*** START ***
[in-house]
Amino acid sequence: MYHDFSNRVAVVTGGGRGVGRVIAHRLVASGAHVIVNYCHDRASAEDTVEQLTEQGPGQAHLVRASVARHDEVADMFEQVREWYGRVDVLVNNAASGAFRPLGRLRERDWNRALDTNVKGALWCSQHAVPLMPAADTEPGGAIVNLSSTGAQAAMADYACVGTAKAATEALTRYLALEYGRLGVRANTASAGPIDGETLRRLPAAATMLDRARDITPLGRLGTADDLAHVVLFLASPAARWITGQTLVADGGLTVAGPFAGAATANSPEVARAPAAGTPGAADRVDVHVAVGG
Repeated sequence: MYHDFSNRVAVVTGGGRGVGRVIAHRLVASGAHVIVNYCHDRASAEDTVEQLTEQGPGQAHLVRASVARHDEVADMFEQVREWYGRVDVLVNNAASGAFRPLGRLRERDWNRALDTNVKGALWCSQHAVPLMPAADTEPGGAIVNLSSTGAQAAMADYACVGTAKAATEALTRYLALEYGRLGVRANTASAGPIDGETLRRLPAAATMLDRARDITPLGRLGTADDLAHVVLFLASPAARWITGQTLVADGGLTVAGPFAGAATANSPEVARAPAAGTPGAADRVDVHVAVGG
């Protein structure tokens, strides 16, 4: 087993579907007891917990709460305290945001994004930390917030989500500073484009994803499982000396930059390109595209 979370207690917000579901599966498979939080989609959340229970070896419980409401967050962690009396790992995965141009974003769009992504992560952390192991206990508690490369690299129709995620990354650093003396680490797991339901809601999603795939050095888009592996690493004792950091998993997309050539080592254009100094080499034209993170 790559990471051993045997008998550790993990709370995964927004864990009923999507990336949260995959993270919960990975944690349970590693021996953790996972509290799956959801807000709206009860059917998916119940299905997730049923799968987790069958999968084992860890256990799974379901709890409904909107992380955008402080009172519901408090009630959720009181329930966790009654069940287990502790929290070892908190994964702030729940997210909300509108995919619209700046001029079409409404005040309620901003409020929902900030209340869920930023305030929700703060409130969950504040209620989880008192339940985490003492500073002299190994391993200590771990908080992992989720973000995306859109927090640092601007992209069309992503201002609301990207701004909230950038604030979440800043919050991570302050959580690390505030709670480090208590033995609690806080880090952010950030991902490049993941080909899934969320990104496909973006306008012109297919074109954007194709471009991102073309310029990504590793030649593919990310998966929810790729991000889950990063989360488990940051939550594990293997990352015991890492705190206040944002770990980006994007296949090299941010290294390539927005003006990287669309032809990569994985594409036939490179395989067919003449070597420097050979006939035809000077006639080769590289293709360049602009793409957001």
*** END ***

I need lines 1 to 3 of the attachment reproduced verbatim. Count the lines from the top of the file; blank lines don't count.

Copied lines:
[in-house]
Amino acid sequence: MYHDFSNRVAVVTGGGRGVGRVIAHRLVASGAHVIVNYCHDRASAEDTVEQLTEQGPGQAHLVRASVARHDEVADMFEQVREWYGRVDVLVNNAASGAFRPLGRLRERDWNRALDTNVKGALWCSQHAVPLMPAADTEPGGAIVNLSSTGAQAAMADYACVGTAKAATEALTRYLALEYGRLGVRANTASAGPIDGETLRRLPAAATMLDRARDITPLGRLGTADDLAHVVLFLASPAARWITGQTLVADGGLTVAGPFAGAATANSPEVARAPAAGTPGAADRVDVHVAVGG
Repeated sequence: MYHDFSNRVAVVTGGGRGVGRVIAHRLVASGAHVIVNYCHDRASAEDTVEQLTEQGPGQAHLVRASVARHDEVADMFEQVREWYGRVDVLVNNAASGAFRPLGRLRERDWNRALDTNVKGALWCSQHAVPLMPAADTEPGGAIVNLSSTGAQAAMADYACVGTAKAATEALTRYLALEYGRLGVRANTASAGPIDGETLRRLPAAATMLDRARDITPLGRLGTADDLAHVVLFLASPAARWITGQTLVADGGLTVAGPFAGAATANSPEVARAPAAGTPGAADRVDVHVAVGG